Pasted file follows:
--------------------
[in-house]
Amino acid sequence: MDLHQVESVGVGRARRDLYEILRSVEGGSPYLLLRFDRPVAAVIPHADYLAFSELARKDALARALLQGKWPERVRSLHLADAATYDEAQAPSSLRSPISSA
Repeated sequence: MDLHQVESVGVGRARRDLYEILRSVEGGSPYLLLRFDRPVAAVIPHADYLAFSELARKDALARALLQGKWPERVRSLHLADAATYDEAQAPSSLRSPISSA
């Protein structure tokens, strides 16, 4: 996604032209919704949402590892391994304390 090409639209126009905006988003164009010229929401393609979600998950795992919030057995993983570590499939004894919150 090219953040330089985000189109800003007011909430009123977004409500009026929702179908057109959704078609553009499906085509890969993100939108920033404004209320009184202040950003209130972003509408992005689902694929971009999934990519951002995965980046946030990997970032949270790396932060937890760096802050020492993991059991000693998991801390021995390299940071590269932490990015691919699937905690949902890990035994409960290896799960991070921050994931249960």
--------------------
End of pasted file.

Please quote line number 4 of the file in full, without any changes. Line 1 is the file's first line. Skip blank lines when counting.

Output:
């Protein structure tokens, strides 16, 4: 996604032209919704949402590892391994304390 090409639209126009905006988003164009010229929401393609979600998950795992919030057995993983570590499939004894919150 090219953040330089985000189109800003007011909430009123977004409500009026929702179908057109959704078609553009499906085509890969993100939108920033404004209320009184202040950003209130972003509408992005689902694929971009999934990519951002995965980046946030990997970032949270790396932060937890760096802050020492993991059991000693998991801390021995390299940071590269932490990015691919699937905690949902890990035994409960290896799960991070921050994931249960």